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Low-Carb Diets Improve Cholesterol Even Without Weight Loss

Differentiating Between the Effect of Diet and Weight Loss

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Updated March 14, 2008

Often when diets are compared, especially when weight loss is involved, it’s hard to tell if changes in health indicators (such as blood pressure or triglycerides) are due to the diet itself or the resulting weight loss. This study from Ronald Krauss and his colleagues attempts to address this issue.

Capsule Summary

Four groups of men eating different carbohydrate levels and different levels of saturated fat were followed for changes in blood lipids (cholesterol and triglycerides). First, they all ate the same diet, then they were divided into the different diet groups -- first without weight loss, then with reduced calories.

Overall results:
  1. The low-carb groups improved on most of the parameters of cholesterol and triglycerides, even without weight loss.
  2. With weight loss, there was further (but smaller) improvement in the low-carb groups, and the high carb group partially caught up, but not all the way.
  3. These trends included LDL particle size, with the low-carb groups going in the “good” direction. Additionally, the group that was higher in saturated fat had the greatest increase in particle size. More Information about Cholesterol and Low-Carb Diets, including particle size
  4. Most of the changes with the “medium carb” diet were intermediate between the higher and lower carb diets.
  5. On a calorie intake designed to keep weight stable, the low-carb groups still lost weight.

More Details About the Study

178 men participated in this 13-week study.

Phase 1 (Baseline): During Week 1, everyone ate the same diet. which was 54% carbohydrate, 16% protein, and 30% fat, similar to standard recommendations such as the Food Pyramid.

Phase 2 (Diet Changed, Weight Same): During the next 3 weeks, the participants were each assigned to one of four diet groups:
  1. same diet as first week
  2. 39% carbohydrate with low (7% to 9%) saturated fat (essentially the Zone Diet)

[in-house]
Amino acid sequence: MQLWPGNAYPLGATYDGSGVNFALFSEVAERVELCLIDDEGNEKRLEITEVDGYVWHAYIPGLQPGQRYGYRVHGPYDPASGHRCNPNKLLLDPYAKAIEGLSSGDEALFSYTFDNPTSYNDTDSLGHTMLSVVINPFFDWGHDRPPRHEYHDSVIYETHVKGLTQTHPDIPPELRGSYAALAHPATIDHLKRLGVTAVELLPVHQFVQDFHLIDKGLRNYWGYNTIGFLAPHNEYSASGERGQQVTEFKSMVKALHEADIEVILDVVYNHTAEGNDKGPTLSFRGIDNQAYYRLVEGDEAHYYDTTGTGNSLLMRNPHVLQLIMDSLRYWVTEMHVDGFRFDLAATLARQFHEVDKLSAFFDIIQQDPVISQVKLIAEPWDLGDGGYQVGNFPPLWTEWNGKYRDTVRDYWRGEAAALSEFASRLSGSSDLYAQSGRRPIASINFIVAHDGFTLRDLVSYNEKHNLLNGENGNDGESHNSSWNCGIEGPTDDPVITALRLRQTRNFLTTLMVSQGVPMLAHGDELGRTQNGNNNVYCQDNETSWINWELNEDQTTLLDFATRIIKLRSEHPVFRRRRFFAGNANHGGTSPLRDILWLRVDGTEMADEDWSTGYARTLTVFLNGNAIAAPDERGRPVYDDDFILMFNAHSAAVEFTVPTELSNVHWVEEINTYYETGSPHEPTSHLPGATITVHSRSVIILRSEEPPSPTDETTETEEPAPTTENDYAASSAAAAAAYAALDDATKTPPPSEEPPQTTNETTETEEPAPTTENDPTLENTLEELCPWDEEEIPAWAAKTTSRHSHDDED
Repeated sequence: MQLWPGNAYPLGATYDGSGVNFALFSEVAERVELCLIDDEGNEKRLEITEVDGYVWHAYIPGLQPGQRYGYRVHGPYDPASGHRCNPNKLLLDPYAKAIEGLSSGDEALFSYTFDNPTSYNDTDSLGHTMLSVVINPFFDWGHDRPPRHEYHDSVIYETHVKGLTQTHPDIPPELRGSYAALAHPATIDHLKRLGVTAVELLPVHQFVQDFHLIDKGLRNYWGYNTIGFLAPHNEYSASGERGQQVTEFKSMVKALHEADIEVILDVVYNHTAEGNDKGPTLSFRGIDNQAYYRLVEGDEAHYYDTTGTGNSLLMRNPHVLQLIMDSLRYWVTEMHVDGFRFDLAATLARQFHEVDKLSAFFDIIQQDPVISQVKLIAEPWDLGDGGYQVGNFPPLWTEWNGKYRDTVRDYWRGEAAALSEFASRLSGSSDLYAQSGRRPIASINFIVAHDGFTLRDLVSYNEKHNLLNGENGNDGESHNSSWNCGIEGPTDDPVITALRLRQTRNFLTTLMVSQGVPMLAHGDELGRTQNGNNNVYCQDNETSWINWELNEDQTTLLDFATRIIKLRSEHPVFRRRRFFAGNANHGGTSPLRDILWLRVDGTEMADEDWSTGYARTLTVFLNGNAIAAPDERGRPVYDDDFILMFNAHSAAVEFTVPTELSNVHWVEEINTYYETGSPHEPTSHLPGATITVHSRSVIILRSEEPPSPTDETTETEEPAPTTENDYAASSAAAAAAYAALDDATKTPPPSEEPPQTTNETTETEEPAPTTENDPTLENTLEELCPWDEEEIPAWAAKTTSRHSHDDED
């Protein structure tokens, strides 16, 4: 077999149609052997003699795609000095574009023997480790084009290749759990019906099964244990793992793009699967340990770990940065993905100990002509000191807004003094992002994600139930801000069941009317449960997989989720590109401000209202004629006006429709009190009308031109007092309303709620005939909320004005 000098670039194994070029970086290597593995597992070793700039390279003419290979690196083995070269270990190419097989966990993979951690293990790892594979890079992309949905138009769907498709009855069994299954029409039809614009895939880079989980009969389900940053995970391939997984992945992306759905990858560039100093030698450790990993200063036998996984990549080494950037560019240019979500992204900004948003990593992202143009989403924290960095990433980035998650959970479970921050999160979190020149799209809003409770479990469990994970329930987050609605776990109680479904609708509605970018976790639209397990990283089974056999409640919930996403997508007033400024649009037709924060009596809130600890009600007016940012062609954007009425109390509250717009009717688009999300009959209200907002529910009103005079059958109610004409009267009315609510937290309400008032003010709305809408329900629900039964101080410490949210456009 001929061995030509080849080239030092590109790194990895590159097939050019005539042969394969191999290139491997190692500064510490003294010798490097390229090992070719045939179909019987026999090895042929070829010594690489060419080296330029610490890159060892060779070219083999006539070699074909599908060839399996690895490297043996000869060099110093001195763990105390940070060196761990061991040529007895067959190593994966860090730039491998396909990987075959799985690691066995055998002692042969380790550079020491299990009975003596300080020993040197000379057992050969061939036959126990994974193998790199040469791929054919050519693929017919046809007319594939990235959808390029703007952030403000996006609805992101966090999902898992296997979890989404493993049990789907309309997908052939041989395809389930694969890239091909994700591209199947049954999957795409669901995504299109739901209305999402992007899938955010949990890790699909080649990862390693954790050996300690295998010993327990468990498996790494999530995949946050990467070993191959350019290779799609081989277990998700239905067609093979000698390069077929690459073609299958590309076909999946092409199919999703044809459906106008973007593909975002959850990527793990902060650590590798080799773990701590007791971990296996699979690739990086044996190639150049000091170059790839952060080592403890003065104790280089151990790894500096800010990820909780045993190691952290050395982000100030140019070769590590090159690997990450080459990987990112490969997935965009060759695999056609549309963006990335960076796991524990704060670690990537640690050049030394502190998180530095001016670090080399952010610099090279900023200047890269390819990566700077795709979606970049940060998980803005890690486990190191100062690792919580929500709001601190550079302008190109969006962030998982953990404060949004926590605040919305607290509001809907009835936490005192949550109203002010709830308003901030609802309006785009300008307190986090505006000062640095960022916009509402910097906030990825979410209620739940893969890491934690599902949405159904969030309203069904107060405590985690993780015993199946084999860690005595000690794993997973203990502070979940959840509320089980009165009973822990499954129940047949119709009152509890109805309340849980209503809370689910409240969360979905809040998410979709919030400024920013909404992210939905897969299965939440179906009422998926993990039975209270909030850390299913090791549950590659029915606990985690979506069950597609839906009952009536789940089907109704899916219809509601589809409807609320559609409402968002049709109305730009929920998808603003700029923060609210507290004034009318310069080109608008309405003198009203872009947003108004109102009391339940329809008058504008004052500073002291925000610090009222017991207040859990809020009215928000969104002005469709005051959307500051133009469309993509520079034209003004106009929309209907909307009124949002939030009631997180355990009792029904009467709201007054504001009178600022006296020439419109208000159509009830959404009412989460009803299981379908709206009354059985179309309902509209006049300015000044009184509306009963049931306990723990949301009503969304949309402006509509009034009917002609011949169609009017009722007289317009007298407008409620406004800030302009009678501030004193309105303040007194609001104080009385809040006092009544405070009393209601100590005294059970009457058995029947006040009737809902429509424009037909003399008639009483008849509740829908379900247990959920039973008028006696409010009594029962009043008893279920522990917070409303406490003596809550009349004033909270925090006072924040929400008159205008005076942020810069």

3. 26% carbohydrate with low saturated fat (perhaps similar to Phase Two of the South Beach Diet, depending on the individual)
  4. 26% carbohydrate with 15% saturated fat (perhaps similar to Atkins Ongoing Weight Loss Phase, again depending on the individual)
The goal in this phase was for the participants to eat the same amount of food, but change the composition of the diet, thus attempting to find the effects of diet change without weight loss.
  • Phase 2 Results: Except, oops, despite the researcher’s best efforts to keep the calories up, the 26% carb groups lost weight anyway –- a little over 2 pounds for the low-saturated fat group and about a pound for the higher sat fat group (and no, it wasn’t all water weight, as the body fat percentages of the people in the low-carb groups also decreased). Even taking weight loss into account, the 26% carb groups had improvements in triglycerides, HDL, total cholesterol, apolipoprotein B, and the ratio of total:HDL cholesterol not accounted for by the weight loss. Also, increases in LDL particle size, particularly in the higher saturated fat group.
Phase 3 (Diet Same, Weight Changed): In this Phase, the idea was to induce weight loss, but keep the diet the same. So they cut 1000 calories per day out of all the diets, but kept the ratios of carbohydrate, protein, and fat the same (Note, however, that this meant a further reduction in carbs for all groups). This was sure to induce weight loss, and it did.
  • Phase 3 Results: The lower-carb groups made further, but smaller, improvements. The high-carb group also improved, but not as much as the low-carb groups. The 39% carb group was intermediate on most measures.
Note: As Michael Eades points out in his analysis of this study, the report doesn’t specify the exact amount of carbohydrate, protein, and fat the participants ate. From a low-carb perspective, this is important. Dr. Eades makes an educated guess about what exactly they were eating and makes some important points about the study.

Interesting Insights From This Study

  • Further confirmation that low-carb diets are helpful, even without weight loss. This is important for people who aren’t overweight, but respond to low-carb diets for health problems such as high blood pressure, glucose tolerance problems such as reactive hypoglycemia, or other risk factors for heart disease or diabetes. This is also important for people who are overweight, but at their lowest sustainable weight, which is in part genetically determined.
  • Further confirmation that simply reducing carbohydrate tends to reduce weight, without any other intervention.
  • Showing that LDL particle size rises with low-carb diets alone, without increasing saturated fat, but increases even more with more saturated fat.

    Source:

    Krauss, Ronald, et al. “Carbohydrate, Weight Loss, and Atherogenic Dyslipidemia.” American Journal of Clinical Nutrition 2006 May;83(5):1025-31.

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